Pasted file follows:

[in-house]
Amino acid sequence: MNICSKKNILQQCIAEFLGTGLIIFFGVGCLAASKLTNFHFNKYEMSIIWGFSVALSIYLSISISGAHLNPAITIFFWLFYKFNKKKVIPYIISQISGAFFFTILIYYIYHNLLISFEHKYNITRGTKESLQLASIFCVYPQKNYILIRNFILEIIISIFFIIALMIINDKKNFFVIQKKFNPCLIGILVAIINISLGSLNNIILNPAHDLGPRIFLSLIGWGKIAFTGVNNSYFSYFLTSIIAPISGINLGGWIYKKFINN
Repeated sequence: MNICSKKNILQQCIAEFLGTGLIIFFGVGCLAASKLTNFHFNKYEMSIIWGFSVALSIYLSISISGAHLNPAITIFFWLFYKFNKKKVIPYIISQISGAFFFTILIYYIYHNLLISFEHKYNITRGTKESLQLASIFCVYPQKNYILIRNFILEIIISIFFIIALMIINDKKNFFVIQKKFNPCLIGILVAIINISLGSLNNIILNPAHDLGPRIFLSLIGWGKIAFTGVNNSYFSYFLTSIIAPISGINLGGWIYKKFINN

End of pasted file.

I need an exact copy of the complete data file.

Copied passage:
[in-house]
Amino acid sequence: MNICSKKNILQQCIAEFLGTGLIIFFGVGCLAASKLTNFHFNKYEMSIIWGFSVALSIYLSISISGAHLNPAITIFFWLFYKFNKKKVIPYIISQISGAFFFTILIYYIYHNLLISFEHKYNITRGTKESLQLASIFCVYPQKNYILIRNFILEIIISIFFIIALMIINDKKNFFVIQKKFNPCLIGILVAIINISLGSLNNIILNPAHDLGPRIFLSLIGWGKIAFTGVNNSYFSYFLTSIIAPISGINLGGWIYKKFINN
Repeated sequence: MNICSKKNILQQCIAEFLGTGLIIFFGVGCLAASKLTNFHFNKYEMSIIWGFSVALSIYLSISISGAHLNPAITIFFWLFYKFNKKKVIPYIISQISGAFFFTILIYYIYHNLLISFEHKYNITRGTKESLQLASIFCVYPQKNYILIRNFILEIIISIFFIIALMIINDKKNFFVIQKKFNPCLIGILVAIINISLGSLNNIILNPAHDLGPRIFLSLIGWGKIAFTGVNNSYFSYFLTSIIAPISGINLGGWIYKKFINN